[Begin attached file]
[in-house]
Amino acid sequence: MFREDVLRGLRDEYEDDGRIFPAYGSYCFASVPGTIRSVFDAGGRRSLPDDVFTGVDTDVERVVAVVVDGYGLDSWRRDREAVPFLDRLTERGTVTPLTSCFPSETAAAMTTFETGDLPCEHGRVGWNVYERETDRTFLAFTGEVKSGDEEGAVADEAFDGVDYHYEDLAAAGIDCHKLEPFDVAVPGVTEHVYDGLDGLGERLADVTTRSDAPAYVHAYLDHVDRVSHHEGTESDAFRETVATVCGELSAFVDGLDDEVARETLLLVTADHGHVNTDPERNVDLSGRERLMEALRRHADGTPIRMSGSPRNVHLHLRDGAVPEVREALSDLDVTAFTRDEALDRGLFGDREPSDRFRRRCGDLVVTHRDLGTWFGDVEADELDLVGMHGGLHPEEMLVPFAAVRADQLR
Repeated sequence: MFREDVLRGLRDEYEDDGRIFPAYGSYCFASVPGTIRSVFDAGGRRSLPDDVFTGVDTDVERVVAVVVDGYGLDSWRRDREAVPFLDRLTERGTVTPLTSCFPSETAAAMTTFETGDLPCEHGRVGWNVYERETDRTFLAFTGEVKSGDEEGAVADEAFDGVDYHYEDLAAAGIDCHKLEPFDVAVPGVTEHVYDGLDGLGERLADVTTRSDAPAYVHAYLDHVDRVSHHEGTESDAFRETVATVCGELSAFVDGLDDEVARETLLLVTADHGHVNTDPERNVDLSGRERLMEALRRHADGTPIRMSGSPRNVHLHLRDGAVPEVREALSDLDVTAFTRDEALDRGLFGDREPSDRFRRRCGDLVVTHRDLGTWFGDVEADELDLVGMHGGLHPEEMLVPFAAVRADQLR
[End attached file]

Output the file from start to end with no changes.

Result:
[in-house]
Amino acid sequence: MFREDVLRGLRDEYEDDGRIFPAYGSYCFASVPGTIRSVFDAGGRRSLPDDVFTGVDTDVERVVAVVVDGYGLDSWRRDREAVPFLDRLTERGTVTPLTSCFPSETAAAMTTFETGDLPCEHGRVGWNVYERETDRTFLAFTGEVKSGDEEGAVADEAFDGVDYHYEDLAAAGIDCHKLEPFDVAVPGVTEHVYDGLDGLGERLADVTTRSDAPAYVHAYLDHVDRVSHHEGTESDAFRETVATVCGELSAFVDGLDDEVARETLLLVTADHGHVNTDPERNVDLSGRERLMEALRRHADGTPIRMSGSPRNVHLHLRDGAVPEVREALSDLDVTAFTRDEALDRGLFGDREPSDRFRRRCGDLVVTHRDLGTWFGDVEADELDLVGMHGGLHPEEMLVPFAAVRADQLR
Repeated sequence: MFREDVLRGLRDEYEDDGRIFPAYGSYCFASVPGTIRSVFDAGGRRSLPDDVFTGVDTDVERVVAVVVDGYGLDSWRRDREAVPFLDRLTERGTVTPLTSCFPSETAAAMTTFETGDLPCEHGRVGWNVYERETDRTFLAFTGEVKSGDEEGAVADEAFDGVDYHYEDLAAAGIDCHKLEPFDVAVPGVTEHVYDGLDGLGERLADVTTRSDAPAYVHAYLDHVDRVSHHEGTESDAFRETVATVCGELSAFVDGLDDEVARETLLLVTADHGHVNTDPERNVDLSGRERLMEALRRHADGTPIRMSGSPRNVHLHLRDGAVPEVREALSDLDVTAFTRDEALDRGLFGDREPSDRFRRRCGDLVVTHRDLGTWFGDVEADELDLVGMHGGLHPEEMLVPFAAVRADQLR